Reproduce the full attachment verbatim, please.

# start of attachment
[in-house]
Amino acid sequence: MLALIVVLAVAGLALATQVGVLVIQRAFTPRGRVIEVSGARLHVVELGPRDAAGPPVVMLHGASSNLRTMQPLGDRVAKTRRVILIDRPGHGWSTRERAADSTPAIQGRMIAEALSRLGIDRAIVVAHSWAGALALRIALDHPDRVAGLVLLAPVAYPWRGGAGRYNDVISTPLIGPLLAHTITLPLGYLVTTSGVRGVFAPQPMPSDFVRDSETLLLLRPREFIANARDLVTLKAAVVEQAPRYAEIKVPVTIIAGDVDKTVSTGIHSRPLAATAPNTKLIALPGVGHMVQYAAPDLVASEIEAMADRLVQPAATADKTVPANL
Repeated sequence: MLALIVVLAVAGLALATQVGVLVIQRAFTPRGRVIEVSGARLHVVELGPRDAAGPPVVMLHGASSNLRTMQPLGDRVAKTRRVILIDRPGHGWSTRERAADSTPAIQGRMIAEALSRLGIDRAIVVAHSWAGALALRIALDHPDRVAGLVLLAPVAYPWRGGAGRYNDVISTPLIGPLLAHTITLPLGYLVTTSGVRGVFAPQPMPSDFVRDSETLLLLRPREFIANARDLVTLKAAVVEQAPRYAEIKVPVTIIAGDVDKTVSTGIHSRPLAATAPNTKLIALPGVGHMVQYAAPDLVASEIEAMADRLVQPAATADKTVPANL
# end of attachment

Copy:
[in-house]
Amino acid sequence: MLALIVVLAVAGLALATQVGVLVIQRAFTPRGRVIEVSGARLHVVELGPRDAAGPPVVMLHGASSNLRTMQPLGDRVAKTRRVILIDRPGHGWSTRERAADSTPAIQGRMIAEALSRLGIDRAIVVAHSWAGALALRIALDHPDRVAGLVLLAPVAYPWRGGAGRYNDVISTPLIGPLLAHTITLPLGYLVTTSGVRGVFAPQPMPSDFVRDSETLLLLRPREFIANARDLVTLKAAVVEQAPRYAEIKVPVTIIAGDVDKTVSTGIHSRPLAATAPNTKLIALPGVGHMVQYAAPDLVASEIEAMADRLVQPAATADKTVPANL
Repeated sequence: MLALIVVLAVAGLALATQVGVLVIQRAFTPRGRVIEVSGARLHVVELGPRDAAGPPVVMLHGASSNLRTMQPLGDRVAKTRRVILIDRPGHGWSTRERAADSTPAIQGRMIAEALSRLGIDRAIVVAHSWAGALALRIALDHPDRVAGLVLLAPVAYPWRGGAGRYNDVISTPLIGPLLAHTITLPLGYLVTTSGVRGVFAPQPMPSDFVRDSETLLLLRPREFIANARDLVTLKAAVVEQAPRYAEIKVPVTIIAGDVDKTVSTGIHSRPLAATAPNTKLIALPGVGHMVQYAAPDLVASEIEAMADRLVQPAATADKTVPANL